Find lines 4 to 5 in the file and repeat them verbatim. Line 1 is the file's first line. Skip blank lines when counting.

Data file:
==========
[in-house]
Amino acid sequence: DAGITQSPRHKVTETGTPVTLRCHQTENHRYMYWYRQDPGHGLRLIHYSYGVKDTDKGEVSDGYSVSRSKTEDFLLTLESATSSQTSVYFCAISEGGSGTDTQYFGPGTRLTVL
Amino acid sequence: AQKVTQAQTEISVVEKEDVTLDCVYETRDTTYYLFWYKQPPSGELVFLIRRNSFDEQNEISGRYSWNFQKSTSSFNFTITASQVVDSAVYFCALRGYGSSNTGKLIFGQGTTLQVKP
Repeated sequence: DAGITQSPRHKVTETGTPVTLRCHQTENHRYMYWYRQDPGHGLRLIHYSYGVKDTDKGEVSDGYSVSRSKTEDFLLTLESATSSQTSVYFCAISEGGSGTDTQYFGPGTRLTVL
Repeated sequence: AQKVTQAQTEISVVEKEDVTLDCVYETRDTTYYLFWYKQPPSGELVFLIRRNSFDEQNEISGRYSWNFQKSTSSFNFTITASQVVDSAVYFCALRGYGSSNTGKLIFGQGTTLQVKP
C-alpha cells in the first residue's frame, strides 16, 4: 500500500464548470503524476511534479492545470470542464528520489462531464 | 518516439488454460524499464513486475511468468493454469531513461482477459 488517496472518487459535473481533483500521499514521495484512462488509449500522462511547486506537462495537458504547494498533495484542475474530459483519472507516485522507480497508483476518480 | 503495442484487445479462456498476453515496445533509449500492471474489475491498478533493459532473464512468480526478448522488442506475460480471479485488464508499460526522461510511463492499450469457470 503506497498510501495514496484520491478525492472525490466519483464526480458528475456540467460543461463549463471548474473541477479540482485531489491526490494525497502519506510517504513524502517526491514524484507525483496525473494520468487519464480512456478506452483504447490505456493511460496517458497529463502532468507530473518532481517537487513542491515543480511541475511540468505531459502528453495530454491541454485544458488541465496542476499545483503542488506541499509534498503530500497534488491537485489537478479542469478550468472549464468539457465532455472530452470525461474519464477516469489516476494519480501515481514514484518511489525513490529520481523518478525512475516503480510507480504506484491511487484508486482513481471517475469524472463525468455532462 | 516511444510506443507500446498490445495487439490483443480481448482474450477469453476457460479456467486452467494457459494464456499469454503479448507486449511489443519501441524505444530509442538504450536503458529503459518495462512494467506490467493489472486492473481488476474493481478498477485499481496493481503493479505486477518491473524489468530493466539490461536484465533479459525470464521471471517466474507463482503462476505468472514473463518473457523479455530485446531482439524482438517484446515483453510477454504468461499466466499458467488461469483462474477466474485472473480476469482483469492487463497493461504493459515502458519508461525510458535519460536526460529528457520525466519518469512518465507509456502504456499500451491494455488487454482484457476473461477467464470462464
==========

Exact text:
Repeated sequence: DAGITQSPRHKVTETGTPVTLRCHQTENHRYMYWYRQDPGHGLRLIHYSYGVKDTDKGEVSDGYSVSRSKTEDFLLTLESATSSQTSVYFCAISEGGSGTDTQYFGPGTRLTVL
Repeated sequence: AQKVTQAQTEISVVEKEDVTLDCVYETRDTTYYLFWYKQPPSGELVFLIRRNSFDEQNEISGRYSWNFQKSTSSFNFTITASQVVDSAVYFCALRGYGSSNTGKLIFGQGTTLQVKP